REE trump card: being greener than China?
Search the Greenpeace site for “rare earths” and there are nil items*. Just as well for the rare earth industry.
However, this oversight by the militant environmentalists has provided the non-China REE players a possible trump card before the environmentalists link Chinese REE product and pollution to the world’s most popular tech gadgets: Western REE companies can say they are environmentally responsible (which they are – and have to be).
Earlier this year the British Broadcasting Corporation posted a report on Baotou, the centre in Inner Mongolia where cerium, neodymium and other rare earths are produced. It is infamous for its huge toxic, radioactive lake of REE waste – so infamous that a London tabloid, the Daily Mail, a few years ago dispatched a team to fill a double-page spread about one of the most polluted places on earth.
In the BBC item, reporter Tim Maughan said this: “After seeing the impact of rare earth mining myself, it’s impossible to view the gadgets I use everyday in the same way. As I watched Apple announce their smart watch recently, a thought crossed my mind: once we made watches with minerals mined from the Earth and treated them like precious heirlooms; now we use even rarer minerals and we’ll want to update them yearly. Technology companies continually urge us to upgrade; to buy the newest tablet or phone. But I cannot forget that it all begins in a place like Bautou, and a terrible toxic lake that stretches to the horizon.”
Apple, and other tech companies, rely on a rip-and-replace attitude from consumers. Look at the way the queues form overnight when the latest model iPhone is about to be released.
But here’s the thing: Apple is environmentally conscious, its clientele is dominated by the young (for whom environmentalism has replaced Christianity as their underlying religion), and the tech companies are very fortunate that all the buyers of iPhones and various other gadgets haven’t made the link between their newest purchase and what happens at Baotou and other REE production locations in China. (It’s not Apple’s fault that its REE come from China: it has little alternative at present.)
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Because if they do, it will be interesting to see what is more important: their attachment to gadgetry or their obsession with having a cleaner, greener world.
One potential producer has already tumbled to this.
In a largely overlook report recently, Bloomberg reported on how a Chilean company is planning to boost its rare earth credentials. (It was picked up by one website that headlined: “Rare earth mining in Chile could make China look bad”.) The Bloomberg report concerned a company called Minera BioLantánidos which has a plan to produce neodymium, dysprosium and other elements and is aiming at attracting Apple’s attention. The key is the method of production. This is how Bloomberg Business explained it:
“While operations in China typically pump ammonium sulfate into the ground and wait for the chemical to seep out with the minerals, at Biolantánidos the plan is to dig out the clay, put it through a tank-leaching process with biodegradable chemicals and return it cleaned to the ground, replanting pine and eucalyptus trees. It may be laborious, but [project leader Arturo] Albornoz is hoping companies such as ThyssenKrupp AG, Apple Inc. and Tomahawk cruise missile maker Raytheon Co. will end up paying a premium, knowing their suppliers aren’t destroying the planet.”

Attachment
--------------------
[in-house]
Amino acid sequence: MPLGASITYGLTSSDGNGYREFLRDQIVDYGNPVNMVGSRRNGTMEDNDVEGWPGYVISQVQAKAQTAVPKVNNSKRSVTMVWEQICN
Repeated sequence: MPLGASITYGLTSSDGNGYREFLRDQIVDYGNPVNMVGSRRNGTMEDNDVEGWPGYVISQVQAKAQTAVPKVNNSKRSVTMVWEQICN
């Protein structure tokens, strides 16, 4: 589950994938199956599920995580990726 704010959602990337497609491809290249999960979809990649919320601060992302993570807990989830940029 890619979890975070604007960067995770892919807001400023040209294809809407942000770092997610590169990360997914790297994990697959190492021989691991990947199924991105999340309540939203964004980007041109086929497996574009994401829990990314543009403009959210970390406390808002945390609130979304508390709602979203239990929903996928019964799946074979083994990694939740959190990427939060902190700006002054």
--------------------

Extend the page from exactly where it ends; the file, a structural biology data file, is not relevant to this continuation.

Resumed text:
As BBC reporter Maughan also noted, “It could be argued that China’s dominance of the rare earth market is less about geology and far more about the country’s willingness to take an environmental hit that other nations shy away from.”
Back in May Greenpeace named Apple as the greenest tech company. But, as the website Australian Popular Science noted, “when analyzing Apple, for example, they measured the environmental footprint left by services like iTunes and iCloud–not at how Macs or iPhones are made”.
What if Greenpeace did start looking at how these products were made?
Perhaps other non-China rare earth hopefuls could follow the Chilean’s lead and look at ways to buff up their green credentials.
Footnote: Something published today in China Daily had an astonishing last two paragraphs. The report was about how Chinese REE producers are looking at downstream technology. At the conclusion, the report quoted Chen Chuandong from the Baotou Research Institute of Rare Earths saying one of the challenges companies have faced is the huge cost often involved in R&D. He added: “When market prospects are good, Chinese companies that are busy making money can be unwilling to invest in innovation or product upgrade. But, of course, also when the market is struggling, there is a reluctance too because they are suffering falling profits or even losses”.
China’s REE Achilles heel, perhaps?
* This refers only to the Greenpeace Australia site. Unfortunately, if you try from Sydney to access the US or other sites it defaults to the Australian one, so other sites may have REE references.
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